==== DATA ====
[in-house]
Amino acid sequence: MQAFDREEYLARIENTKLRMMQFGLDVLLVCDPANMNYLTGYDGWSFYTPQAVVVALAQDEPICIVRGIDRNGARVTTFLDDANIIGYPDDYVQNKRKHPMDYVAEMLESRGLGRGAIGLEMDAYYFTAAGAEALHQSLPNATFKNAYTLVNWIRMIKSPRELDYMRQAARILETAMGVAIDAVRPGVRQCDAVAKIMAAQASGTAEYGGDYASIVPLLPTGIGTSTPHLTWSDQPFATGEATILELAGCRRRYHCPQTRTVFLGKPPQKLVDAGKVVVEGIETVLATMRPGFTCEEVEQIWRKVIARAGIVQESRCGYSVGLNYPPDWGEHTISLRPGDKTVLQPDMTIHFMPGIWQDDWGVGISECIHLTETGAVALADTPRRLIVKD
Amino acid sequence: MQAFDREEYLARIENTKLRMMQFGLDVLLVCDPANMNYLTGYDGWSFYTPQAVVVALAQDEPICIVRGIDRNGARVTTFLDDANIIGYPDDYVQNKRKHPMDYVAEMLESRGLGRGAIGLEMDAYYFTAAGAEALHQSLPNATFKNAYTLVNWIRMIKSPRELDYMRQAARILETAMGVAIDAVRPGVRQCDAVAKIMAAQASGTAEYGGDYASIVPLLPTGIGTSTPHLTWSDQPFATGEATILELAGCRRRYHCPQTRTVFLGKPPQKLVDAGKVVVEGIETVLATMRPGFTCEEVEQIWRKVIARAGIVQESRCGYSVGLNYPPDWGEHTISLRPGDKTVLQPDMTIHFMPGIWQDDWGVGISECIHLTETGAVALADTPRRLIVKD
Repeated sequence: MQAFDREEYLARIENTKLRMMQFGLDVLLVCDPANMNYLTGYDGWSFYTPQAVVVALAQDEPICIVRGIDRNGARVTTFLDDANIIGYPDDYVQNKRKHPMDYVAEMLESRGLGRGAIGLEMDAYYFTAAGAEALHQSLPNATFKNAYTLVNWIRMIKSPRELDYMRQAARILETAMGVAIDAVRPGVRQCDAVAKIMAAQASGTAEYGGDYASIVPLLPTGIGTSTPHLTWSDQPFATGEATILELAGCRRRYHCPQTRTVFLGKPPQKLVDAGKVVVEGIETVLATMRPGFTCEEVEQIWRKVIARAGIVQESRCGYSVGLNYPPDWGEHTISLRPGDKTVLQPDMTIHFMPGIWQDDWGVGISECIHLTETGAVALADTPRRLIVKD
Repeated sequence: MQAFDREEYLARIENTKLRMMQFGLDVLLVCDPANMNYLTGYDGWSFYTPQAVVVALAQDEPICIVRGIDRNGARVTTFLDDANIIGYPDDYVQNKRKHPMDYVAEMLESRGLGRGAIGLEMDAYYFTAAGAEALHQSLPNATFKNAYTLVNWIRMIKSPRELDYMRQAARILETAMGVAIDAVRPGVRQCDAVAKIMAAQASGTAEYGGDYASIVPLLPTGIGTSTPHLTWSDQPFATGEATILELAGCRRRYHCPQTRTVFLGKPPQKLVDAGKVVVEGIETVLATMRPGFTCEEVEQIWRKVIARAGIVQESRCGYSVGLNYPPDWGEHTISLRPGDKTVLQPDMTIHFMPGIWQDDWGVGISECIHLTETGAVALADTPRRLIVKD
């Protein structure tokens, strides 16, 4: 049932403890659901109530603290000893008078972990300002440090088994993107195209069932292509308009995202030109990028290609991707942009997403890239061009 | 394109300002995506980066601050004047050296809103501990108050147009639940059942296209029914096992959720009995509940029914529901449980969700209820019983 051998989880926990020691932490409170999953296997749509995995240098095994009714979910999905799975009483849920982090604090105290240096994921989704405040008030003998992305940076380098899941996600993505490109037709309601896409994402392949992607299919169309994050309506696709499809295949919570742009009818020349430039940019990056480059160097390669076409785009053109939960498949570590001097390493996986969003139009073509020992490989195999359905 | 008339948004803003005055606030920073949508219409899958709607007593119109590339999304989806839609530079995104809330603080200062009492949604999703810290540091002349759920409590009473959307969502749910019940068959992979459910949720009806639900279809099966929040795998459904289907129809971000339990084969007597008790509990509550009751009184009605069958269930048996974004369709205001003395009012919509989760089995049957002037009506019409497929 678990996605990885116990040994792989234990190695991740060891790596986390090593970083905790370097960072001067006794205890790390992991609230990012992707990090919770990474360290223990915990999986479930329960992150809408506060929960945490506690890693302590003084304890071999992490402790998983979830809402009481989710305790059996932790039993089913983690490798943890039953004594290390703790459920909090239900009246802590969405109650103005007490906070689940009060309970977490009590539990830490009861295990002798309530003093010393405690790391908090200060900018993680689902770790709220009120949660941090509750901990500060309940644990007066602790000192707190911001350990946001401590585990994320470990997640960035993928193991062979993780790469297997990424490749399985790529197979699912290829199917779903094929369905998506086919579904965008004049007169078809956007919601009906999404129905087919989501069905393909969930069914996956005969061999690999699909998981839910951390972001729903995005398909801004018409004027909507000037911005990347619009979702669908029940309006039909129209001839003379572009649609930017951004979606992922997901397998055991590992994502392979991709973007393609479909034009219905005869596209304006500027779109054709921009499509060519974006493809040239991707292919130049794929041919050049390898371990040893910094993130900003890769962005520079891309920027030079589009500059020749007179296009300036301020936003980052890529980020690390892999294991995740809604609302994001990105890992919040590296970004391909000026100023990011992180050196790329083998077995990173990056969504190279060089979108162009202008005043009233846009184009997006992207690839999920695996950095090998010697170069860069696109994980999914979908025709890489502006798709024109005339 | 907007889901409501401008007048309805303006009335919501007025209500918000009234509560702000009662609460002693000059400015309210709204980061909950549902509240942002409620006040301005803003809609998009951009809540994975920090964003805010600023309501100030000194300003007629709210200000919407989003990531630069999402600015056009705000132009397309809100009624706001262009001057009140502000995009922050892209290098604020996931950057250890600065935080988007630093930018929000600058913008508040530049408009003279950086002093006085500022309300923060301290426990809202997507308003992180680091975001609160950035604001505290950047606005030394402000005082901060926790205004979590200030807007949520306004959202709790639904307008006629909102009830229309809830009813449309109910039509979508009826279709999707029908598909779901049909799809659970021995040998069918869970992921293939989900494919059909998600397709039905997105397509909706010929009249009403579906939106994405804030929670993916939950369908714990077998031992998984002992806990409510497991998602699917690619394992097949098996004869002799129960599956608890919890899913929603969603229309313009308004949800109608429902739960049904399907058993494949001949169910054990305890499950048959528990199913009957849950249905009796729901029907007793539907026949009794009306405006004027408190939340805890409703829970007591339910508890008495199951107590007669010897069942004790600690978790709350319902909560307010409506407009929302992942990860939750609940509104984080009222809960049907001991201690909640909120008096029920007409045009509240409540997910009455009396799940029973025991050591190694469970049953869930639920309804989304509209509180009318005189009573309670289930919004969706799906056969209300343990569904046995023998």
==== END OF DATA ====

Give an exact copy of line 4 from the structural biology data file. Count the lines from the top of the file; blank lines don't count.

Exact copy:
Repeated sequence: MQAFDREEYLARIENTKLRMMQFGLDVLLVCDPANMNYLTGYDGWSFYTPQAVVVALAQDEPICIVRGIDRNGARVTTFLDDANIIGYPDDYVQNKRKHPMDYVAEMLESRGLGRGAIGLEMDAYYFTAAGAEALHQSLPNATFKNAYTLVNWIRMIKSPRELDYMRQAARILETAMGVAIDAVRPGVRQCDAVAKIMAAQASGTAEYGGDYASIVPLLPTGIGTSTPHLTWSDQPFATGEATILELAGCRRRYHCPQTRTVFLGKPPQKLVDAGKVVVEGIETVLATMRPGFTCEEVEQIWRKVIARAGIVQESRCGYSVGLNYPPDWGEHTISLRPGDKTVLQPDMTIHFMPGIWQDDWGVGISECIHLTETGAVALADTPRRLIVKD